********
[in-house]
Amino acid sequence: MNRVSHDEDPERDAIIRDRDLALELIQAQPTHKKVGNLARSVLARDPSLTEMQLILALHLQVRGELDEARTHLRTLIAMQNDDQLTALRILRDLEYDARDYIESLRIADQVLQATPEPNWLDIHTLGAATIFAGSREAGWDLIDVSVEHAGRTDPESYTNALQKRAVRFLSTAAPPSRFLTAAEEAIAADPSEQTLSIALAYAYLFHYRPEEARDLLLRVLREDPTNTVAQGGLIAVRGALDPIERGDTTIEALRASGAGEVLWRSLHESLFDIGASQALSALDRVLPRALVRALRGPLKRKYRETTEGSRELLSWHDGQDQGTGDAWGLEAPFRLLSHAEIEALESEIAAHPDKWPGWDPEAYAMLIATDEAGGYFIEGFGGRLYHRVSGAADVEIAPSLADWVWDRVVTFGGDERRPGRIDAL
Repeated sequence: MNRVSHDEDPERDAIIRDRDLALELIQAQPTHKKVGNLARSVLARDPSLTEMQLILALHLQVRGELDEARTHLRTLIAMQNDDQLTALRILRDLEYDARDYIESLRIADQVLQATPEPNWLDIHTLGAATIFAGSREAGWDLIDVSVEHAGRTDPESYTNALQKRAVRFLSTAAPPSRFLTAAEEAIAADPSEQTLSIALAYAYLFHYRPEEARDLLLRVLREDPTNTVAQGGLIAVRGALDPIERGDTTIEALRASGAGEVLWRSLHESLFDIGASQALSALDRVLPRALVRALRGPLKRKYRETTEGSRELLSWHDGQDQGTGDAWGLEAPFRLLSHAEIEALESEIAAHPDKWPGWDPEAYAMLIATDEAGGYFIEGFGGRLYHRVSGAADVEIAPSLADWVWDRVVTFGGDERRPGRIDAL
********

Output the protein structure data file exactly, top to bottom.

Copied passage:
[in-house]
Amino acid sequence: MNRVSHDEDPERDAIIRDRDLALELIQAQPTHKKVGNLARSVLARDPSLTEMQLILALHLQVRGELDEARTHLRTLIAMQNDDQLTALRILRDLEYDARDYIESLRIADQVLQATPEPNWLDIHTLGAATIFAGSREAGWDLIDVSVEHAGRTDPESYTNALQKRAVRFLSTAAPPSRFLTAAEEAIAADPSEQTLSIALAYAYLFHYRPEEARDLLLRVLREDPTNTVAQGGLIAVRGALDPIERGDTTIEALRASGAGEVLWRSLHESLFDIGASQALSALDRVLPRALVRALRGPLKRKYRETTEGSRELLSWHDGQDQGTGDAWGLEAPFRLLSHAEIEALESEIAAHPDKWPGWDPEAYAMLIATDEAGGYFIEGFGGRLYHRVSGAADVEIAPSLADWVWDRVVTFGGDERRPGRIDAL
Repeated sequence: MNRVSHDEDPERDAIIRDRDLALELIQAQPTHKKVGNLARSVLARDPSLTEMQLILALHLQVRGELDEARTHLRTLIAMQNDDQLTALRILRDLEYDARDYIESLRIADQVLQATPEPNWLDIHTLGAATIFAGSREAGWDLIDVSVEHAGRTDPESYTNALQKRAVRFLSTAAPPSRFLTAAEEAIAADPSEQTLSIALAYAYLFHYRPEEARDLLLRVLREDPTNTVAQGGLIAVRGALDPIERGDTTIEALRASGAGEVLWRSLHESLFDIGASQALSALDRVLPRALVRALRGPLKRKYRETTEGSRELLSWHDGQDQGTGDAWGLEAPFRLLSHAEIEALESEIAAHPDKWPGWDPEAYAMLIATDEAGGYFIEGFGGRLYHRVSGAADVEIAPSLADWVWDRVVTFGGDERRPGRIDAL